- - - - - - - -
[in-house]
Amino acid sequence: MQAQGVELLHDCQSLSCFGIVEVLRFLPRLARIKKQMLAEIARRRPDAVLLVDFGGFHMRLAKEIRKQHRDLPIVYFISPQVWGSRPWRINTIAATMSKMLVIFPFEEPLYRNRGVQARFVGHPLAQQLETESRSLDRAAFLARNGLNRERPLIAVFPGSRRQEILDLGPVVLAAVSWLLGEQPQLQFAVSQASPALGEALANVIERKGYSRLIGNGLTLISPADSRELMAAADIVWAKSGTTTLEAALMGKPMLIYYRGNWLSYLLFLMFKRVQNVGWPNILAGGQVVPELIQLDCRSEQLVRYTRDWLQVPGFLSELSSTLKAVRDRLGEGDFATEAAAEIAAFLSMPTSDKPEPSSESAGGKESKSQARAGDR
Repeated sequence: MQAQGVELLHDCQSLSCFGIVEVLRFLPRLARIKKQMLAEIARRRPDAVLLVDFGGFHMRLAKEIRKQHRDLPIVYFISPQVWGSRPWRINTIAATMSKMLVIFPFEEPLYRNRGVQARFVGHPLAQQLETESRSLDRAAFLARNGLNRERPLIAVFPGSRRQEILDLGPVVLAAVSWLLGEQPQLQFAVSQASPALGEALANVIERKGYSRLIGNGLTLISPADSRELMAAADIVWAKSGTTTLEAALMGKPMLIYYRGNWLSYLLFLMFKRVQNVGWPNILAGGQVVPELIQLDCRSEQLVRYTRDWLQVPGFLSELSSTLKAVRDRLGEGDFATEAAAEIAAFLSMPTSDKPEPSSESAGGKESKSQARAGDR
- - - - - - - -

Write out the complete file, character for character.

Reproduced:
[in-house]
Amino acid sequence: MQAQGVELLHDCQSLSCFGIVEVLRFLPRLARIKKQMLAEIARRRPDAVLLVDFGGFHMRLAKEIRKQHRDLPIVYFISPQVWGSRPWRINTIAATMSKMLVIFPFEEPLYRNRGVQARFVGHPLAQQLETESRSLDRAAFLARNGLNRERPLIAVFPGSRRQEILDLGPVVLAAVSWLLGEQPQLQFAVSQASPALGEALANVIERKGYSRLIGNGLTLISPADSRELMAAADIVWAKSGTTTLEAALMGKPMLIYYRGNWLSYLLFLMFKRVQNVGWPNILAGGQVVPELIQLDCRSEQLVRYTRDWLQVPGFLSELSSTLKAVRDRLGEGDFATEAAAEIAAFLSMPTSDKPEPSSESAGGKESKSQARAGDR
Repeated sequence: MQAQGVELLHDCQSLSCFGIVEVLRFLPRLARIKKQMLAEIARRRPDAVLLVDFGGFHMRLAKEIRKQHRDLPIVYFISPQVWGSRPWRINTIAATMSKMLVIFPFEEPLYRNRGVQARFVGHPLAQQLETESRSLDRAAFLARNGLNRERPLIAVFPGSRRQEILDLGPVVLAAVSWLLGEQPQLQFAVSQASPALGEALANVIERKGYSRLIGNGLTLISPADSRELMAAADIVWAKSGTTTLEAALMGKPMLIYYRGNWLSYLLFLMFKRVQNVGWPNILAGGQVVPELIQLDCRSEQLVRYTRDWLQVPGFLSELSSTLKAVRDRLGEGDFATEAAAEIAAFLSMPTSDKPEPSSESAGGKESKSQARAGDR